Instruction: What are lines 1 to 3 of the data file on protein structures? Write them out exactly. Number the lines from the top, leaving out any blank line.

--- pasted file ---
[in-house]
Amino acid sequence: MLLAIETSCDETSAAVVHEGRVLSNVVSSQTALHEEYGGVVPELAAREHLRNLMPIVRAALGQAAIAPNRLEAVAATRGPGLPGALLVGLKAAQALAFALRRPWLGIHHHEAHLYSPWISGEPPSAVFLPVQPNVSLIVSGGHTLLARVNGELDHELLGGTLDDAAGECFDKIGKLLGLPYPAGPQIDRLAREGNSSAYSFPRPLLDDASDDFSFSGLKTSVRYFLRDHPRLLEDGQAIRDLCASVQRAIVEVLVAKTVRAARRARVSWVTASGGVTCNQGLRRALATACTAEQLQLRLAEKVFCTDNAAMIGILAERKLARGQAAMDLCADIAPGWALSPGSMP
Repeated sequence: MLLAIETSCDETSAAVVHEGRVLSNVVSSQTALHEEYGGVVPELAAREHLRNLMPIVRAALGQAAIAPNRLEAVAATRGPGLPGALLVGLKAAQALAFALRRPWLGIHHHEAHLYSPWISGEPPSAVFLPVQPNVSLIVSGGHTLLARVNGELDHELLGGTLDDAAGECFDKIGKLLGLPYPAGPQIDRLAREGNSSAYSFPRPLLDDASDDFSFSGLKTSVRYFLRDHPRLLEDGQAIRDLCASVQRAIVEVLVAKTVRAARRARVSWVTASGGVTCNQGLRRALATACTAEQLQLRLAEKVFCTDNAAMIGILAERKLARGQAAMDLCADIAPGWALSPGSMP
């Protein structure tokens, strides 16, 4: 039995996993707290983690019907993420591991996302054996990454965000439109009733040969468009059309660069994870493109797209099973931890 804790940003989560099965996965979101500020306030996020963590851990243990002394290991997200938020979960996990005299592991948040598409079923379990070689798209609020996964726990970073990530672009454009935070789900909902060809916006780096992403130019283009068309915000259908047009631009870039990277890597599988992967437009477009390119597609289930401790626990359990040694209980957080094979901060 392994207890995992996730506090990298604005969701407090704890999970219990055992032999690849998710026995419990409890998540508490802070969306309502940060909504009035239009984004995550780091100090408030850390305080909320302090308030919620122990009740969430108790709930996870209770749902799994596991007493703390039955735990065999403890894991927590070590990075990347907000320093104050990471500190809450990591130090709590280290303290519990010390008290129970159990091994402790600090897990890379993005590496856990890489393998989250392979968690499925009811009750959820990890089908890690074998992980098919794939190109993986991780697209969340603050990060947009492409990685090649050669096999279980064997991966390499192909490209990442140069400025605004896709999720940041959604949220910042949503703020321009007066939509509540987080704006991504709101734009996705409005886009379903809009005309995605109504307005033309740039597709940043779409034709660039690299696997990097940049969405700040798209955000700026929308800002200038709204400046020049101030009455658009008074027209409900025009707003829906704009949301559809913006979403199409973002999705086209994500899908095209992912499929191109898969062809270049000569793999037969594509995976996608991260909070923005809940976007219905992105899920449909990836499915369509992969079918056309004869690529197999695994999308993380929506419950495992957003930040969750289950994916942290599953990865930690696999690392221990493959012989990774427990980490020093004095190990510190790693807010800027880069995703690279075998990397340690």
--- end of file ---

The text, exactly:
[in-house]
Amino acid sequence: MLLAIETSCDETSAAVVHEGRVLSNVVSSQTALHEEYGGVVPELAAREHLRNLMPIVRAALGQAAIAPNRLEAVAATRGPGLPGALLVGLKAAQALAFALRRPWLGIHHHEAHLYSPWISGEPPSAVFLPVQPNVSLIVSGGHTLLARVNGELDHELLGGTLDDAAGECFDKIGKLLGLPYPAGPQIDRLAREGNSSAYSFPRPLLDDASDDFSFSGLKTSVRYFLRDHPRLLEDGQAIRDLCASVQRAIVEVLVAKTVRAARRARVSWVTASGGVTCNQGLRRALATACTAEQLQLRLAEKVFCTDNAAMIGILAERKLARGQAAMDLCADIAPGWALSPGSMP
Repeated sequence: MLLAIETSCDETSAAVVHEGRVLSNVVSSQTALHEEYGGVVPELAAREHLRNLMPIVRAALGQAAIAPNRLEAVAATRGPGLPGALLVGLKAAQALAFALRRPWLGIHHHEAHLYSPWISGEPPSAVFLPVQPNVSLIVSGGHTLLARVNGELDHELLGGTLDDAAGECFDKIGKLLGLPYPAGPQIDRLAREGNSSAYSFPRPLLDDASDDFSFSGLKTSVRYFLRDHPRLLEDGQAIRDLCASVQRAIVEVLVAKTVRAARRARVSWVTASGGVTCNQGLRRALATACTAEQLQLRLAEKVFCTDNAAMIGILAERKLARGQAAMDLCADIAPGWALSPGSMP